What can keep the energy in the atmosphere? The answer is greenhouse gases. Science has known about the effect of certain gases for over a century. They ‘capture’ energy, and then emit it in random directions. The primary greenhouse gases – carbon dioxide (CO2), methane (CH4), water vapour, nitrous oxide and ozone – comprise around 1% of the air.
This tiny amount has a very powerful effect, keeping the planet 33°C (59.4°F) warmer than it would be without them. (The main components of the atmosphere – nitrogen and oxygen – are not greenhouse gases, because they are virtually unaffected by long-wave, or infrared, radiation). This is the second piece of evidence: a provable mechanism by which energy can be trapped in the atmosphere.
For our next piece of evidence, we must look at the amount of CO2 in the air. We know from bubbles of air trapped in ice cores that before the industrial revolution, the amount of CO2 in the air was approximately 280 parts per million (ppm). In June 2013, the NOAA Earth System Research Laboratory in Hawaii announced that, for the first time in thousands of years, the amount of CO2 in the air had gone up to 400ppm. That information gives us the next piece of evidence; CO2 has increased by nearly 43% in the last 150 years.
Atmospheric CO2 levels (Green is Law Dome ice core, Blue is Mauna Loa, Hawaii) and Cumulative CO2 emissions (CDIAC). While atmospheric CO2 levels are usually expressed in parts per million, here they are displayed as the amount of CO2 residing in the atmosphere in gigatonnes. CO2 emissions includes fossil fuel emissions, cement production and emissions from gas flaring.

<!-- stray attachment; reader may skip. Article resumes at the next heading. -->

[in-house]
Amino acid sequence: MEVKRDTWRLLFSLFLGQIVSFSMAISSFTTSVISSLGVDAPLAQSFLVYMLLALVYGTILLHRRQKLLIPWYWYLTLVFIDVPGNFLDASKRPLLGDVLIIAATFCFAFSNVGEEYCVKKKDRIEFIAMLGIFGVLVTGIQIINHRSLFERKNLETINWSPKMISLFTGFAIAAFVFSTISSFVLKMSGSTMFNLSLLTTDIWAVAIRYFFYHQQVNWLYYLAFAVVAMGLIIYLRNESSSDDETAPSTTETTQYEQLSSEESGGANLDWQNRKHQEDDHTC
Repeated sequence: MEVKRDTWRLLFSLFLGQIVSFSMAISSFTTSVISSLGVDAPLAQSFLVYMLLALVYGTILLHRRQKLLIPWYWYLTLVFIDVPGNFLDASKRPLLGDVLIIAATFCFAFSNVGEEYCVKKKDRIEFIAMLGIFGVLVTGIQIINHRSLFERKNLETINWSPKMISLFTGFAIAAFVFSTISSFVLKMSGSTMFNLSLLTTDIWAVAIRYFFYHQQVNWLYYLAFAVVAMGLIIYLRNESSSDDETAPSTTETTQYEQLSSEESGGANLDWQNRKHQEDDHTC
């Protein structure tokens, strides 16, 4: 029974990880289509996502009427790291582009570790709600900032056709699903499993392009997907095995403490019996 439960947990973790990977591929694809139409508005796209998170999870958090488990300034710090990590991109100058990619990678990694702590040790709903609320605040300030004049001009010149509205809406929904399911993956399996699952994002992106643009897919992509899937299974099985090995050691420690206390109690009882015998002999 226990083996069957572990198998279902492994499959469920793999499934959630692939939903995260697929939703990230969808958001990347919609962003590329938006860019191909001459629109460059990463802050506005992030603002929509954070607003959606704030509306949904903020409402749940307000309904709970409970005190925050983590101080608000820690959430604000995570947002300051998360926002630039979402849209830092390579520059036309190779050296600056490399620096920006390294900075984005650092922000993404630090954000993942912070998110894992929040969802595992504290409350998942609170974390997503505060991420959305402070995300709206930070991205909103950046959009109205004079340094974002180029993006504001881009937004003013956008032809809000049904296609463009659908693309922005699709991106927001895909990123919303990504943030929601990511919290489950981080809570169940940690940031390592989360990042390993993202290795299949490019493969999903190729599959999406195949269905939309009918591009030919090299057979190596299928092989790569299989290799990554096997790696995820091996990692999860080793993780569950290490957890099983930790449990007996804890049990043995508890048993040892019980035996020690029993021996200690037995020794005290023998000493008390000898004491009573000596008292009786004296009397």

The Smoking Gun
The final piece of evidence is ‘the smoking gun’, the proof that CO2 is causing the increases in temperature. CO2 traps energy at very specific wavelengths, while other greenhouse gases trap different wavelengths. In physics, these wavelengths can be measured using a technique called spectroscopy. Here’s an example:
Spectrum of the greenhouse radiation measured at the surface. Greenhouse effect from water vapor is filtered out, showing the contributions of other greenhouse gases (Evans 2006).
The graph shows different wavelengths of energy, measured at the Earth’s surface. Among the spikes you can see energy being radiated back to Earth by ozone (O3), methane (CH4), and nitrous oxide (N20). But the spike for CO2 on the left dwarfs all the other greenhouse gases, and tells us something very important: most of the energy being trapped in the atmosphere corresponds exactly to the wavelength of energy captured by CO2.
Like a detective story, first you need a victim, in this case the planet Earth: more energy is remaining in the atmosphere.
Then you need a method, and ask how the energy could be made to remain. For that, you need a provable mechanism by which energy can be trapped in the atmosphere, and greenhouse gases provide that mechanism.
Next, you need a ‘motive’. Why has this happened? Because CO2 has increased by nearly 50% in the last 150 years.
And finally, the smoking gun, the evidence that proves ‘whodunit’: energy being trapped in the atmosphere corresponds exactly to the wavelengths of energy captured by CO2
The last point is what places CO2 at the scene of the crime. The investigation by science builds up empirical evidence that proves, step by step, that man-made carbon dioxide is causing the Earth to warm up.